I was sitting in the passenger seat of my buddy’s car, jamming to Guns and Roses, when the car door was suddenly yanked open. In less than 1 second I had a grown man staring me in the face, with a menacing look, handing me the buckle to my seatbelt and demanding, “Put your seatbelt on son!”. I was buckled in less than half a second.
That was 26 years ago. I still see that face every time I sit in a car and realize that I haven’t buckled up yet. I wince and smile at the same time when I recall this point in time. That moment had an incredible influence on me, but that’s not surprising considering the source. The guy with my belt buckle in his hand was Coach Dariel Daniel.
If you know Coach Daniel, you know he entered a room like a meteorite, rising from the impact of his arrival with his chest out and head on a swivel. He was going to make something happen in every moment and the ripple effect was going to have a wide circumferance. Sometimes that was positive and sometimes you were just going to get a whole lot of truth wrapped with unabashed accountability because Coach called things like he saw them.
Coach was highly successful in sport. As the wresting coach at Troup High School, his teams dominated the state tournament for 9 years in the 80′s and 90s’. The program was so prominent that, to this day, I can mention Troup wrestling in all parts of the state and people know the legacy of that program. He was able to get those kind of results because he demanded the very best from each and every one of his wrestlers. Coach was tough on his team, made them push themselves to limits that only those who wrestled for him can explain. Only those who pushed themselves to the places that Coach demanded will ever know how rewarding it was.
Most will probably will agree to this point. Of every letter jacket that cruised the halls of Troup County Comprehensive High School, you knew the ones that had pins on them were hard earned and that the expectations were high. Not only on the wrestlers, but anyone associated with the program. Ask the Cat Mats, the former wrestlers under his tutelage, anyone who watched a tournament.
Coach was also controversial. He took on the Troup County Board of Education for what he felt was excessive and out of control spending. Was he right? I don’t know, but he probably wasn’t that far from the truth if he latched on to it. Had he been gifted with a politicians tongue instead of a huge heart, he would likely run the Board of Education by now.
Unfortunately, life has cycles. Cycles where the styles of individuals don’t match the current day thoughts on how to get the best of people. Coach’s tough love, high accountability approach was often in conflict with today’s “gently encourage, be less accountable, and get a trophy for participation climate”. That being said, I’d put my kids on a mat with Coach tomorrow. I would tell them to see the intensity in his eyes, feel the passion in his words, and try to find a way to connect with people the way that he does.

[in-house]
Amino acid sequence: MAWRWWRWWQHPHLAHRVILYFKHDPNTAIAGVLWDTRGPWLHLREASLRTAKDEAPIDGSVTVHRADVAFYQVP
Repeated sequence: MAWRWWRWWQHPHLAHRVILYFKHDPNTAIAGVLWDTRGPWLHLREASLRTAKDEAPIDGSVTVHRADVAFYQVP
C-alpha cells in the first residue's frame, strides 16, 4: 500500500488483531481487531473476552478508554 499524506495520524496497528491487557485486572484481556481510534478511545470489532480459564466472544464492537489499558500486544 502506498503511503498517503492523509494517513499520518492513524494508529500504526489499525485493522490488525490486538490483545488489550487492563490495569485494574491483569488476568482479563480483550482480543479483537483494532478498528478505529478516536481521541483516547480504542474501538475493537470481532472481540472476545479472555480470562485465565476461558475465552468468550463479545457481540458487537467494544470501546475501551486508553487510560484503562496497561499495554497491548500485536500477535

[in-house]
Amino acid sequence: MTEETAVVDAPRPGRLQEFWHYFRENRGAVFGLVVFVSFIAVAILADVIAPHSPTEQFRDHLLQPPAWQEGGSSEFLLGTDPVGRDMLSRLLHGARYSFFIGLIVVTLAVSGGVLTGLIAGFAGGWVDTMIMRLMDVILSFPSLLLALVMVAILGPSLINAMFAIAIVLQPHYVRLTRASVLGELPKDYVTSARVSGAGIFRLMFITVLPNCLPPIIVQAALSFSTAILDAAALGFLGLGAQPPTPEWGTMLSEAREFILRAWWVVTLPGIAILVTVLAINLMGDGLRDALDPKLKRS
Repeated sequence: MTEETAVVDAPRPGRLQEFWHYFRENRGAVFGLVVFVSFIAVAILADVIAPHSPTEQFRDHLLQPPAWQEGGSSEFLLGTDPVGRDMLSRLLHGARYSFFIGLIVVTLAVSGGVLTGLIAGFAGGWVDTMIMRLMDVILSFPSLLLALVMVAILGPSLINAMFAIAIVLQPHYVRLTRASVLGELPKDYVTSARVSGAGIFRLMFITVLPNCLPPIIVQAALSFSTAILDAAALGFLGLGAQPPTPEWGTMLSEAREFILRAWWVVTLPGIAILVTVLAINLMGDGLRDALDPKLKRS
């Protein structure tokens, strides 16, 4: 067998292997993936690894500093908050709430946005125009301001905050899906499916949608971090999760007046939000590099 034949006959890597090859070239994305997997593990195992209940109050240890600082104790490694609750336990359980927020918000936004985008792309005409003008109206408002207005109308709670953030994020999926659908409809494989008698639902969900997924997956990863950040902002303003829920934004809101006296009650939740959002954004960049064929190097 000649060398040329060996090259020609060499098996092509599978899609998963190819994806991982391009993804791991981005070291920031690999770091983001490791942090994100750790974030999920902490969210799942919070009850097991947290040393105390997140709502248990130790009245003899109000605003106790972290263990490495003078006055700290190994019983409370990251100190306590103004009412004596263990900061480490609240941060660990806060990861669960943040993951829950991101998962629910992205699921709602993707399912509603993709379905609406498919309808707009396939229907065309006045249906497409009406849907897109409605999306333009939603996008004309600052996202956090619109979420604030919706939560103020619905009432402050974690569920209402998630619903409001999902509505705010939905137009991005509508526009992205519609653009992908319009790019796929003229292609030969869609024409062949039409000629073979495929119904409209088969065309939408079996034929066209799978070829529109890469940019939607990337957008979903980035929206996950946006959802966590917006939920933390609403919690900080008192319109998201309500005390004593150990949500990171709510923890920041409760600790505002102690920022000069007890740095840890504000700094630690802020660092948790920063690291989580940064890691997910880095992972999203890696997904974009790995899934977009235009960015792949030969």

Coach was able to transcend the mat and the classroom. I never wrestled for him, only had one class he instructed, yet I knew more about him and where he stood than almost any other teacher I have had in my lifetime. He knew the pulse of the school.
I’d be willing to bet that he knew the name of almost every student and knew something about them that was a more than what you would expect him to know. When Coach asked about your Momma and Daddy, he knew who he was talking about.
He took challenges head on. Drugs a problem in high school? Coach took that on! He burned a pill that smelled like pot in the school so everyone knew what is smelled like and talked about drugs and what they were going to do to your body. In his words, “If you start to smell this, you are in the wrong place.”.
Teenage drunk driving a problem? Coach created one of the largest Student’s Against Driving Drunk (SADD) clubs in the country. He mobilized a base of teenagers! Are you serious?….Teenagers! How does one exactly mobilize teenagers? He did.
I received news that Coach passed away the night of November 19th. He died from a head-on collision while driving home from a wrestling match. His time on this earth and in this life is over. What he leaves behind is something that is so compelling and motivating that it is hard to describe my thoughts and feelings.
My dose of reality is that life is about the one thing the Coach had in abundance, the ability to make an impact. Life is about how hard you can hit the ground, how big of dust plume you can make, and how far you can make the seismic waves travel. It’s about how much of an impact you can have on this world in the short time that you get to spend on it because that legacy lives on a lot longer than the body ever will.
Thanks Coach. I finally get it. And I’ll always have my seatbelt on.